Does Monogamy Kill Desire?

Published: OCTOBER 29, 2014 | Updated: JANUARY 12, 2022
In a monogamous relationship, desire can fall prey to life, babies and bills. Unless ...
The subject of keeping desire fresh in a long-term relationship has always been a fascination of mine. It’s a mixture of seeing my parents sleep in their room - door open - for as long as I can remember and also going through some bad relationships of my own (one guy said he didn’t do kissing). And, of course, there are all the movies, books, magazines and countless people telling you that passion fades after a while and there is nothing you, me or Mork can do about it.

I picked up Esther Perel's book "Mating in Captivity" mainly because the title was catchy, but also because the premise of her book is fascinating. In her book, Perel manages to put her finger on identifying the cause(s) of waning desire in a long-term relationship. What we believe to be the reason for better sex - intimacy - turns out to also be the culprit that diminishes our desire. So ladies, it turns out that the more intimacy we have, the more certainty we have. And with all that yummy safety comes the need to cuddle more than to ravage. Drat!

You should also check out Perel's TED talk, The Secret to Desire in Long-Term Relationships.

Perel says:

"Marriage was an economic institution in which you were given a partnership for life in terms of children and social status and succession and companionship. But now we want our partner to still give us all these things, but in addition I want you to be my best friend and my trusted confidant and my passionate lover to boot, and we live twice as long. So we come to one person, and we basically are asking them to give us what once an entire village used to provide: Give me belonging, give me identity, give me continuity, but give me transcendence and mystery and awe all in one. Give me comfort, give me edge. Give me novelty, give me familiarity. Give me predictability, give me surprise. And we think it's a given, and toys and lingerie are going to save us with that."

I love the point she makes above - I’ve often wondered about "the one" that we are programmed to find. "The one" who will fulfill all our desires, hopes and dreams. "The one" who will save us. Isn’t that a lot of pressure to put on one person? And they had better be amazing in bed too! Phew! (Get another perspective in Is Monogamy Ridiculous?)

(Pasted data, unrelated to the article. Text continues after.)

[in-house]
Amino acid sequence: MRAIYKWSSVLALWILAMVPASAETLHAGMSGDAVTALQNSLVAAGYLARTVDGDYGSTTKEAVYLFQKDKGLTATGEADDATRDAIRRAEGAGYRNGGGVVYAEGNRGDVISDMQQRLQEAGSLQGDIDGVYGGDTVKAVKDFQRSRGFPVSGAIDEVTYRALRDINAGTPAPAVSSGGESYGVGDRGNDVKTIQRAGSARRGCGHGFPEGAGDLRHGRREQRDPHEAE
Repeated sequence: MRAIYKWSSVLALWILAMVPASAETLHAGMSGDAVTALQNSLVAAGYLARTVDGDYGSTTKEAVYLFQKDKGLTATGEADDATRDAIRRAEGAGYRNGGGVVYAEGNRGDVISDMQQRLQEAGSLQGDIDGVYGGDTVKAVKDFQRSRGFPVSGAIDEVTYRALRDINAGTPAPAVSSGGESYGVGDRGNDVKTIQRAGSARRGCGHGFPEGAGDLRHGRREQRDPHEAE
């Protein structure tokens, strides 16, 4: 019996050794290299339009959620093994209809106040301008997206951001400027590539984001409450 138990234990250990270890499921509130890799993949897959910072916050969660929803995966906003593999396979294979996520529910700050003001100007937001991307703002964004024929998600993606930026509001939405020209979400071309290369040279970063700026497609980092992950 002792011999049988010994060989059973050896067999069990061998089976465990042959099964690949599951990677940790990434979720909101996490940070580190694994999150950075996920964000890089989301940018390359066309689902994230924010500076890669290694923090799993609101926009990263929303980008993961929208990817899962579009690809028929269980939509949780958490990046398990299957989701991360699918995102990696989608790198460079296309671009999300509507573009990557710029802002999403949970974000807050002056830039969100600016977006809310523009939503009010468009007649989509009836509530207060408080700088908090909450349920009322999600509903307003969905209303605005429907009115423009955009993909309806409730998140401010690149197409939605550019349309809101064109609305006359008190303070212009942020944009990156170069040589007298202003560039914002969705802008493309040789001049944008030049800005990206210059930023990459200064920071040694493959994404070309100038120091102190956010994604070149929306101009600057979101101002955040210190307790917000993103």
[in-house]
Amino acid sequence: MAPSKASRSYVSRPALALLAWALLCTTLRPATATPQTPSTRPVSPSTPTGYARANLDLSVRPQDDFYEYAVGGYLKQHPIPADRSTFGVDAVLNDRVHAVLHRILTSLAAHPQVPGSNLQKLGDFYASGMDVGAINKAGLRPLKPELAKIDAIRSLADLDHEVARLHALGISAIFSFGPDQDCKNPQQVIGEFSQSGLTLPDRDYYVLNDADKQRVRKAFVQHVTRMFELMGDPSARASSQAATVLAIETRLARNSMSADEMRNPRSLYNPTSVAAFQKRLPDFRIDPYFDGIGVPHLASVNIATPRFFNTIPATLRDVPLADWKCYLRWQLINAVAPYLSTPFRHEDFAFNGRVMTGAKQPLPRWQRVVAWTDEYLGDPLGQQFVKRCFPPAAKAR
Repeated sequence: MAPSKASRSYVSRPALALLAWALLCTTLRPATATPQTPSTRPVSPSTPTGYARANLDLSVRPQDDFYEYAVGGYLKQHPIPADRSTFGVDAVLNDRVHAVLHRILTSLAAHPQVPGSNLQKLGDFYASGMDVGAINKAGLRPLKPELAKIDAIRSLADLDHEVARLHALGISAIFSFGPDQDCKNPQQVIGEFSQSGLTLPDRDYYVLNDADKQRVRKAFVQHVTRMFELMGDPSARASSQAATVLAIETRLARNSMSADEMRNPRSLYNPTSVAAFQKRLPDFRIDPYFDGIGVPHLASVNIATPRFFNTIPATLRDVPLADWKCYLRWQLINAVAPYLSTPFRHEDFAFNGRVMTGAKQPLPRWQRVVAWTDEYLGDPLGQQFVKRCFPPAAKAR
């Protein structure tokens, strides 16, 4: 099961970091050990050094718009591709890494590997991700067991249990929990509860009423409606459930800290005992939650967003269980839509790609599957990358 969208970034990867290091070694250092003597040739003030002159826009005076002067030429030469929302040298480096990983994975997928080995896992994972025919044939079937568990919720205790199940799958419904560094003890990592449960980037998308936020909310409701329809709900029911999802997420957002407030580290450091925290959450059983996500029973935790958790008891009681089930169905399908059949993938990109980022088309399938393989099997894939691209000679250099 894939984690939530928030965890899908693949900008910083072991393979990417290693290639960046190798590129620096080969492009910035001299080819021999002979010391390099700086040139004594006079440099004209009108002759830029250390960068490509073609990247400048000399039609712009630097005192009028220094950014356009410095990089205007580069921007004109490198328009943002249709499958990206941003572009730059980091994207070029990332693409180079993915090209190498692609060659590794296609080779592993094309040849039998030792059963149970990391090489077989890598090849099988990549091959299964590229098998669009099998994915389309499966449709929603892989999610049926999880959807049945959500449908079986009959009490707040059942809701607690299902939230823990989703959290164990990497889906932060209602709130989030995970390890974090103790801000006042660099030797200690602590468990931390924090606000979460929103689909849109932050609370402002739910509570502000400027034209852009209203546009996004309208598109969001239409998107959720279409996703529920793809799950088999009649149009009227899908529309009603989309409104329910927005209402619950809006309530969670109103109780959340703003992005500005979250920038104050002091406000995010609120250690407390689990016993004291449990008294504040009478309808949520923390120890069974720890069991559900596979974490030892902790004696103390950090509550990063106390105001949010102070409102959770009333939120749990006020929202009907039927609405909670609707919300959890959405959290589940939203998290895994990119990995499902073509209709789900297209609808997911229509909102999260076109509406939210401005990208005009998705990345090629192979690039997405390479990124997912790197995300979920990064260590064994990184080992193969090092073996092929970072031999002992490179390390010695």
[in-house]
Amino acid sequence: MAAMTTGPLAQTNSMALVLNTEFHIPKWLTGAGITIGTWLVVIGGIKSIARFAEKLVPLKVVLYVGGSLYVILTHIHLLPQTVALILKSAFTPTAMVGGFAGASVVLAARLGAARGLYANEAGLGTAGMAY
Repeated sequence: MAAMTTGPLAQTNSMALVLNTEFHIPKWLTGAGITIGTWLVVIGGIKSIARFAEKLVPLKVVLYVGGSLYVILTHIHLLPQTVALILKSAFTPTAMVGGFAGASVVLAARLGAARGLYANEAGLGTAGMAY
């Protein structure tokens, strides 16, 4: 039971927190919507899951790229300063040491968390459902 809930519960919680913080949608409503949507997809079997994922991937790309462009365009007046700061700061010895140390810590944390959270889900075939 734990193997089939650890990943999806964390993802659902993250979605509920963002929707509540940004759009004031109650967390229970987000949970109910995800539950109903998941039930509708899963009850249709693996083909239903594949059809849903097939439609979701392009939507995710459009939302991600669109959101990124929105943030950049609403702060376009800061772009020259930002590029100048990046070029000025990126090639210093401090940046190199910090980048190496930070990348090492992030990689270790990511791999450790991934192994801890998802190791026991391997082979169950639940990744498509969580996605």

I mean, judging by the talk alone, it doesn’t look good for us, folks. As soon as we decide to settle down and become monogamous, there goes our desire, forever taken over by practical everyday life, by babies and school and who paid the bills. Unless we decide to spice things up by adding a little uncertainty into the relationship, or some newness by exploring open relationships.

The thing is, I’m not against open relationships - I’m in one right now with my long term partner. But not everyone will want this option for their relationship. Of course there is no better way to add a little uncertainly than to open up the relationship!

Eroticism is such a delicate art. I have yet to find someone who has "solved" it. Sure, there are many tips and tricks, but us humans are certainly strange creatures full of contradictions. I guess in the end, now that we know that in order to keep passion alive we’re going to need to walk the fine line between certainty and uncertainty, we’ll have to figure out what that means for our relationships - and our sex lives.
Coleen Singer

Coleen Singer is a writer, photographer, film editor and all-around geeky gal at (@ssshforwomen), where she often waxes eloquent about sex, porn, sex toys, censorship, the literary and pandering evils of "Fifty Shades of Grey" and other topics not likely to be found on the Pulitzer Prize shortlist. She is also the editor and curator of When she is not doing all of the above, Singer is an amateur stock-car...

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